Area Forecast Discussion
Issued by NWS Reno, NV

Current Version | Previous Version | Graphics & Text | Print | Product List | Glossary Off
Versions: 1 2 3 4 5 6 7 8 9 10 11 12 13 14 15 16 17 18 19 20 21 22 23 24 25 26 27 28 29 30 31 32 33 34 35 36 37 38 39 40 41 42

FXUS65 KREV 192324

Area Forecast Discussion
National Weather Service Reno NV
324 PM PST Sun Feb 19 2017


A powerful atmospheric river storm will bring strong winds and
very heavy precipitation with higher snow levels tonight through
Tuesday. Keep flood mitigation in place or readily available.
Weaker but colder storm systems may bring snow to lower elevations
at times from Tuesday through next weekend.



Light precipitation is already starting to move into the Sierra
this afternoon ahead of the incoming storng atmospheric river (AR)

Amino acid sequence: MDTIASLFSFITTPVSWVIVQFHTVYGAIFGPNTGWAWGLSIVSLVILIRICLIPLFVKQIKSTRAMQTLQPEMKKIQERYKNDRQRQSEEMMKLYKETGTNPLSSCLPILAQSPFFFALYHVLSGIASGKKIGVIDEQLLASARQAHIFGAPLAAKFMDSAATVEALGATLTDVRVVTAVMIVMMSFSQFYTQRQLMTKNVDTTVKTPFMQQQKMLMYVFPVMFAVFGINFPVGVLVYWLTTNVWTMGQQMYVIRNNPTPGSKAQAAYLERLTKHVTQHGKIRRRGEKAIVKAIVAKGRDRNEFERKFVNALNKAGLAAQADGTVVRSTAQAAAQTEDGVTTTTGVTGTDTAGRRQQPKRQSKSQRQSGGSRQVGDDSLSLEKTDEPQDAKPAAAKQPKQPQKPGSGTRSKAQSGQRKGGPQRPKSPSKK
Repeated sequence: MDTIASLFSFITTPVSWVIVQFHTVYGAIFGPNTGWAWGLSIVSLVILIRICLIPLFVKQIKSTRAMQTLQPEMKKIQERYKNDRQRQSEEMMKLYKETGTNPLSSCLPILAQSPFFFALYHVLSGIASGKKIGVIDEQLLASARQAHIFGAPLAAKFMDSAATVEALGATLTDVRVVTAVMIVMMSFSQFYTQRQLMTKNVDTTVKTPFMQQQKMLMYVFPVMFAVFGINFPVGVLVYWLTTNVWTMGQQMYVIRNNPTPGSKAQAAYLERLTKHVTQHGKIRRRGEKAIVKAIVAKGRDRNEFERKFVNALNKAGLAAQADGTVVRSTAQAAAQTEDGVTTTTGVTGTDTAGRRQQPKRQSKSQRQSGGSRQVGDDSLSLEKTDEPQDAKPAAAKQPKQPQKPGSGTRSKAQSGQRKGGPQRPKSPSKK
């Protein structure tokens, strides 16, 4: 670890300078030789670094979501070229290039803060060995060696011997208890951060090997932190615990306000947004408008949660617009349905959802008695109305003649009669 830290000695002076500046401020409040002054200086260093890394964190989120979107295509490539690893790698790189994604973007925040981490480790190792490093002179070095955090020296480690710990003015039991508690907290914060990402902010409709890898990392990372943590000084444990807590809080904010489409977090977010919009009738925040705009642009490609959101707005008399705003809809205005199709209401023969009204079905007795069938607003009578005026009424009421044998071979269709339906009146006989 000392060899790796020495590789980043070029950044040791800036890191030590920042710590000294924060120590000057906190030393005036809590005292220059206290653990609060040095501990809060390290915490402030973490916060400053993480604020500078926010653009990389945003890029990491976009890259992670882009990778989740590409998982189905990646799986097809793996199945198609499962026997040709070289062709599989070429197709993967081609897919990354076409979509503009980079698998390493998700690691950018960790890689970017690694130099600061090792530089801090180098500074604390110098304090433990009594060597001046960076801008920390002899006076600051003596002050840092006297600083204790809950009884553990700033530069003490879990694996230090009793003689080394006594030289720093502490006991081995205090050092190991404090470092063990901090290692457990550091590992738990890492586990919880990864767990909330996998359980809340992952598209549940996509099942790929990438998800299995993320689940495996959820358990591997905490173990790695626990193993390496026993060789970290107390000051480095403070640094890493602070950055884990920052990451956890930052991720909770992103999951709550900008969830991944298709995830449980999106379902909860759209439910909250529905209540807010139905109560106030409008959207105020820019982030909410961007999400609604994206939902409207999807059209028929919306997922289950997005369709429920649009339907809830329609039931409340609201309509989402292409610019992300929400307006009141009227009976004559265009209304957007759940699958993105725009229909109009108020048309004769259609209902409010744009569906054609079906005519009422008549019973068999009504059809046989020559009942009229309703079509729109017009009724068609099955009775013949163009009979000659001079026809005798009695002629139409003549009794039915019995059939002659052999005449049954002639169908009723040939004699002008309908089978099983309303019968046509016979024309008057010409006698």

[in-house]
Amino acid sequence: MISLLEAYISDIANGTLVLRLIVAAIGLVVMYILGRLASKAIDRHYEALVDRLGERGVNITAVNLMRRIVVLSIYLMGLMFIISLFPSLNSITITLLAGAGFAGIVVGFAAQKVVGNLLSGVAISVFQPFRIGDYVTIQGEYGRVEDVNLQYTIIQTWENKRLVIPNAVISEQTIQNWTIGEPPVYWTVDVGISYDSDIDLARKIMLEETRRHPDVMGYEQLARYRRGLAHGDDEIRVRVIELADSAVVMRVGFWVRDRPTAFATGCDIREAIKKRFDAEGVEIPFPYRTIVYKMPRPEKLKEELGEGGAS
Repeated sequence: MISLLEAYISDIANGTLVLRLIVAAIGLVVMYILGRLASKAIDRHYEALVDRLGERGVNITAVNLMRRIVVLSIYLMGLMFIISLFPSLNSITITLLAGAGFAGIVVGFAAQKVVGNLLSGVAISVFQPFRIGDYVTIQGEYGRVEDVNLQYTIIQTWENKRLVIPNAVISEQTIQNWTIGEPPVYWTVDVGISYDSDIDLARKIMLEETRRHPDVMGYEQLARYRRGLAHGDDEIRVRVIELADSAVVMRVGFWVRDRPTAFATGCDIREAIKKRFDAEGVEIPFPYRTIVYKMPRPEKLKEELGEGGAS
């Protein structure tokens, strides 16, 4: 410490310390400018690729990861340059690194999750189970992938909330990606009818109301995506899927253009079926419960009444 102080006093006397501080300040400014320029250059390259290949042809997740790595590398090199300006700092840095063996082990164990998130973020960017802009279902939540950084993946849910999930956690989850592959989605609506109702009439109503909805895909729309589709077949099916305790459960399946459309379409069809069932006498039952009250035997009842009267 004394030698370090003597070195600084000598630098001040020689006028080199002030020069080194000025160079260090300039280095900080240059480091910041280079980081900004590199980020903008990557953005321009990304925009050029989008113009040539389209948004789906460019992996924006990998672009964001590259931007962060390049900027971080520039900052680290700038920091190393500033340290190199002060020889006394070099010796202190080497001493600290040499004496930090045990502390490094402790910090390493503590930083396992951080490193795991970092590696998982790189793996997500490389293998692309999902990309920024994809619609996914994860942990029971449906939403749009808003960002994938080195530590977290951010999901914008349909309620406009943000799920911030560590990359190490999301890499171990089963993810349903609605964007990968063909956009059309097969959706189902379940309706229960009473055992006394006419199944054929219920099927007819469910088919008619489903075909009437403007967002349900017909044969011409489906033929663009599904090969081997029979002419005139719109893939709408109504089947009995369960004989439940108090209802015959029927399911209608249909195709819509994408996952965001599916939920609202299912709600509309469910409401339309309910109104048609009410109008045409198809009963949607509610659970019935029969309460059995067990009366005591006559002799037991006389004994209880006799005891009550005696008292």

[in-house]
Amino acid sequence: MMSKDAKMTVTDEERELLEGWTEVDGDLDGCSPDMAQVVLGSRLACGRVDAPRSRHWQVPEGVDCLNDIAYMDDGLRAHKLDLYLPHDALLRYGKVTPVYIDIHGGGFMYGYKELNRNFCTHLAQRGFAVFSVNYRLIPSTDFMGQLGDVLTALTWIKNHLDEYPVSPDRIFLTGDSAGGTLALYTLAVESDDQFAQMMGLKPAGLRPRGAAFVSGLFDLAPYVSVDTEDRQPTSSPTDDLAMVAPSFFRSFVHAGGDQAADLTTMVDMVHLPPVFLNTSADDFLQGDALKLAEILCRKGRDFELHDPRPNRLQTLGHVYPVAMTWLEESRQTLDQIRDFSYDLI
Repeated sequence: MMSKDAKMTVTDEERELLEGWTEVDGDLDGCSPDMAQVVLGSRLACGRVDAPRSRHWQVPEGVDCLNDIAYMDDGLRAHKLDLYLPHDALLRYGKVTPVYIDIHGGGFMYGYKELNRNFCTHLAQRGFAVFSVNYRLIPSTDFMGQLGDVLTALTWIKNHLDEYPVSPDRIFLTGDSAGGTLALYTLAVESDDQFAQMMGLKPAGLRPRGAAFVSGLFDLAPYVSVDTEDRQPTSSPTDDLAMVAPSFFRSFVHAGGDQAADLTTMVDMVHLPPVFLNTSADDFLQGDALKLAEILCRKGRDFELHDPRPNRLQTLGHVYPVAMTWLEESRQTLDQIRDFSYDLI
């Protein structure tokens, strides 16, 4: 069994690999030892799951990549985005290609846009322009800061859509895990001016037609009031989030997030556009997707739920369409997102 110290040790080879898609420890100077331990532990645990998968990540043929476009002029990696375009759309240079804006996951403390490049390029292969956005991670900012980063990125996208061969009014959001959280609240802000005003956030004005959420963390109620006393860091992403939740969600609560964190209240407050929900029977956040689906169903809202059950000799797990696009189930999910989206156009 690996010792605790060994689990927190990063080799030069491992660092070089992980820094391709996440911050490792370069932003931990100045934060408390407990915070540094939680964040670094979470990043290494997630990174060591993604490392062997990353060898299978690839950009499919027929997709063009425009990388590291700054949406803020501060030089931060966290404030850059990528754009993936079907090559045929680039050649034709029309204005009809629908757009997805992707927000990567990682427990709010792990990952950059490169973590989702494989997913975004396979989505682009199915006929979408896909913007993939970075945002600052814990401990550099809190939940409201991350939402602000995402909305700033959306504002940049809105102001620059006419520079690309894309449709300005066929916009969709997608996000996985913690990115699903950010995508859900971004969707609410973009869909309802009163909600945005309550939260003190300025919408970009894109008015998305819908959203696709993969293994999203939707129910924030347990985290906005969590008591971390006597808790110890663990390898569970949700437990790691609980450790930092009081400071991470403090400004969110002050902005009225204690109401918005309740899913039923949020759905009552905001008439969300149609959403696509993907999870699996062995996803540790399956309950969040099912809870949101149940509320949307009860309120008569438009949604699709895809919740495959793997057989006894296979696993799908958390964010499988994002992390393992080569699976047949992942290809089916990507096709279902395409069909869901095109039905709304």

storm. This powerful Pacific storm will bring a complex
combination of heavy rainfall, heavy mountain snow, and strong
gusty winds to the region. This storm will be similar to some of
the strongest AR storms that we`ve already seen this season. Anyone
planning travel in the Sierra is strongly urged to arrive at
their destinations before tonight, as main highways are likely to
become impassible due to very heavy snow in higher elevations and
heavy rain capable of producing large mud and rock slides in
lower elevations.

HEAVY RAIN...As we go into tonight and during the day Monday,
snow levels are expected to rise to near 6500-7500 feet in the
Sierra. Precipitation rates will be very intense, with high
flooding potential for elevations below 7000 feet. Models
continue to show very impressive amounts of precipitation with
this AR storm, especially in the Sierra. Very strong 700mb flow
near near 80kts+ will bring very efficient spillover into the
lower valleys of western Nevada and Northeast CA as well. Flood
Watches remain in effect for all those areas. Rainfall amounts of
up to 3-7 inches are likely in the Sierra through Tuesday